“Sen. [Rob] Portman already knows recessions are much harder on some economies than on others — this goes for weak market cities in Ohio. Second, he knows in Ohio, we no longer fully recover from recessions, so any new downturn results in another permanent setback. Third, because Ohio and its cities can’t run a deficit, they don’t have the capacity to take on the financial challenges delivered along with this pandemic.
"Federal action is essential to get the recovery Dayton, Ohio needs. Because it can rely on borrowing, federal funding is crucial during times like these and can ensure that Dayton and its people get the help they urgently need.”
Colleen McGue, AICP
In addition to planning efforts aimed at COVID-19 recovery and reinvention, communities also need emergency funding to keep everyday planning systems up and running. Infrastructure projects are just one example of essential planning work that is being halted or delayed due to budget cuts. Colleen McGue emphasizes the necessity of federal relief in helping make Sarasota, Florida’s, local economy and built environment strong and resilient:
“Here in Sarasota we are in need of financial assistance to keep planning for a strong economy. We still need to be planning to improve our local roads and other infrastructure so we can continue serving our residents and visitors, offering them the best quality of life possible. As a planner, this is important to me. As a constituent, I really want to see our economy continue to flourish and thrive here!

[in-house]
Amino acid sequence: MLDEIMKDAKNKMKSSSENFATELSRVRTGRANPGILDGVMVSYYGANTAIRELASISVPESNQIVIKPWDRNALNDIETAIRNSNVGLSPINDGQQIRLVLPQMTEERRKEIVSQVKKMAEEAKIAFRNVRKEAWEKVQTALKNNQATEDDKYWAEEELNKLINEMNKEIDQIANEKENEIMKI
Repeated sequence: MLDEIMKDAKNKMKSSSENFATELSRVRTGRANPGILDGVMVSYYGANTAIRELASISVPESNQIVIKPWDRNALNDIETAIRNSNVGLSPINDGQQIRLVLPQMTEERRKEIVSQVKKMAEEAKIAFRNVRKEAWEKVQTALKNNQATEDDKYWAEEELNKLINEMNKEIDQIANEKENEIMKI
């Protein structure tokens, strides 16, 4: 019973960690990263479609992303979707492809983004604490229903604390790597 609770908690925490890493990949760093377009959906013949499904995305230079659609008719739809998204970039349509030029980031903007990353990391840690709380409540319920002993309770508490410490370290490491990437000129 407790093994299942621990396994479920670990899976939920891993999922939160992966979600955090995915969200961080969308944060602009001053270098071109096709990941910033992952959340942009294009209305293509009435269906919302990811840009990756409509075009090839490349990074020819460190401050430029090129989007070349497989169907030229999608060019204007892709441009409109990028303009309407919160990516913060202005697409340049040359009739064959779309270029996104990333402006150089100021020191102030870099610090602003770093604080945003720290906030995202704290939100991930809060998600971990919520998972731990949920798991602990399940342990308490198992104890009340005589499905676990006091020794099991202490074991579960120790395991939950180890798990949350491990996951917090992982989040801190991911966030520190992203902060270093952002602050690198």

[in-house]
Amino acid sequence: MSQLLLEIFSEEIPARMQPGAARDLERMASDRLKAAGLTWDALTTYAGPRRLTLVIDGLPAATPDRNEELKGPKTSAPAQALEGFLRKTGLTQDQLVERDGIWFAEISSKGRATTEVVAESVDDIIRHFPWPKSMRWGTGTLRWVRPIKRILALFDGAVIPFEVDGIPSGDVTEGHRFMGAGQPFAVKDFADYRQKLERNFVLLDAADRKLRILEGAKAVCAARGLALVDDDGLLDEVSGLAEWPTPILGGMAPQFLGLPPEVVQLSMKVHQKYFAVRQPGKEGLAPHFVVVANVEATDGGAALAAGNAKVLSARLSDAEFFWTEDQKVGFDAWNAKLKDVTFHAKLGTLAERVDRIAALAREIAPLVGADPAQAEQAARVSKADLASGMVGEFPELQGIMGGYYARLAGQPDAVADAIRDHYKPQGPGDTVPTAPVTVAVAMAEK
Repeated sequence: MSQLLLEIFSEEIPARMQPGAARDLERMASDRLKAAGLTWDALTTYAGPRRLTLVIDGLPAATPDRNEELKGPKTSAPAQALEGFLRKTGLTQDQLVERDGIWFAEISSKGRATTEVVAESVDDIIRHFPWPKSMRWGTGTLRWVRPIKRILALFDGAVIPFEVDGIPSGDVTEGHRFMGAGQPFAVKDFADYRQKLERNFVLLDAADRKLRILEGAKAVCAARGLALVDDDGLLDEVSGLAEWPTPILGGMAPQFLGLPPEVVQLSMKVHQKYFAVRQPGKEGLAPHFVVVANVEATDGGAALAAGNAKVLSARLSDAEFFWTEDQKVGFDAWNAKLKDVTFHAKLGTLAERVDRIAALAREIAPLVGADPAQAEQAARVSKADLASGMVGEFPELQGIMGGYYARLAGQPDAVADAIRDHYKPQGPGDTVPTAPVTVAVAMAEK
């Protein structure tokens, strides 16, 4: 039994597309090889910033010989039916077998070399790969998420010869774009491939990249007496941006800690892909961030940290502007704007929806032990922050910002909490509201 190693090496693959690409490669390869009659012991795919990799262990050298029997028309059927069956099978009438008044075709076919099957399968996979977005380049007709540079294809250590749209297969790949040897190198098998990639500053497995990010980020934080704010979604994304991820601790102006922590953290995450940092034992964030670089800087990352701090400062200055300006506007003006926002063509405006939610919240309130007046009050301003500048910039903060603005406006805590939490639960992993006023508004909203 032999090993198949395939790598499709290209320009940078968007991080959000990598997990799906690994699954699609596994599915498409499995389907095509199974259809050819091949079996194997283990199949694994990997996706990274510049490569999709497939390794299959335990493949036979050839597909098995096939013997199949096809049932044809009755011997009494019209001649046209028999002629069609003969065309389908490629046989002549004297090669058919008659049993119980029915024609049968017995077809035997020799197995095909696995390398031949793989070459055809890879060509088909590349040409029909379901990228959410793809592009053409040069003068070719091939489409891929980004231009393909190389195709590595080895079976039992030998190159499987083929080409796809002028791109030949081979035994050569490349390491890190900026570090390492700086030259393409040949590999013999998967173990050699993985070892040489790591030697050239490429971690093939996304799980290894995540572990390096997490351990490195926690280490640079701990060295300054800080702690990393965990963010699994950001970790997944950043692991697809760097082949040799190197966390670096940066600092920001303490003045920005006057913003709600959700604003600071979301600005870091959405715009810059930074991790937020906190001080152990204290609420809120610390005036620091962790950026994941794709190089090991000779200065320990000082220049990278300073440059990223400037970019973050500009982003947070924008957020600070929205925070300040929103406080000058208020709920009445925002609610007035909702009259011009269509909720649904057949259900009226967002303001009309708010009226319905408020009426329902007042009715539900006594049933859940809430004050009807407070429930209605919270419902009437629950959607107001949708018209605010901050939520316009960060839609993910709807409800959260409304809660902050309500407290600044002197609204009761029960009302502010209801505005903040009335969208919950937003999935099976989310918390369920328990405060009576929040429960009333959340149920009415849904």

Susan Wood, FAICP
As a transportation planner in Denver, Colorado, Susan Wood saw the first impacts of the pandemic restrictions on transit ridership, which plunged more than 60 percent when the city announced shelter-in-place orders. Service has been greatly reduced in response to the lack of demand, and the Regional Transit District (RTD) instituted a furlough program to make up for the drastic revenue shortfalls. Without sufficient staff or funding, Wood says transit service throughout the city will be impacted:
“Several consequences of the loss in staff include the inability to do more than maintain the needed functions to keep the agency running. … it is likely that our service will shrink, and this could result in a reduction in frequency of service or area of service. Undoubtedly, this will deter new transit riders from using our service (lack of convenience) and will disadvantage those who rely on transit for mobility even more.”
Beyond the significant blow to the mobility of transit-dependent residents, the reduction of city transportation services will also hurt the environmental health of the area. “Transit is an important key to taking single-occupancy vehicles off the road, which will limit to amount of pollutants generated that contribute to air quality issues,” says Wood. “Denver is well-known for its 'brown cloud' and is currently in non-attainment for ozone.”
Thanks to funds from the CARES Act, RTD will be able to keep operating. However, any projects to extend rails and commuter lines to improve mobility throughout Denver have been put on hold, and the future profile of RTD is unclear even after the initial federal support package:
“With the pandemic, the possibility of completing these projects in the foreseeable future is bleak. Our revenue shortfall is such that even if receipt of federal grants is a possibility, we would have to forgo the opportunity unless the requirement for a local match were waived.
“From a funding perspective, RTD is receiving $232 million in funding through the CARES Act. This is wonderful because it is allowing us to keep operating in 2020. Our greater concern is a projected large shortfall in revenue that will occur in 2021. We are unsure of the magnitude due to the fluctuating nature of our economy currently.”
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Top image: Getty Images photo.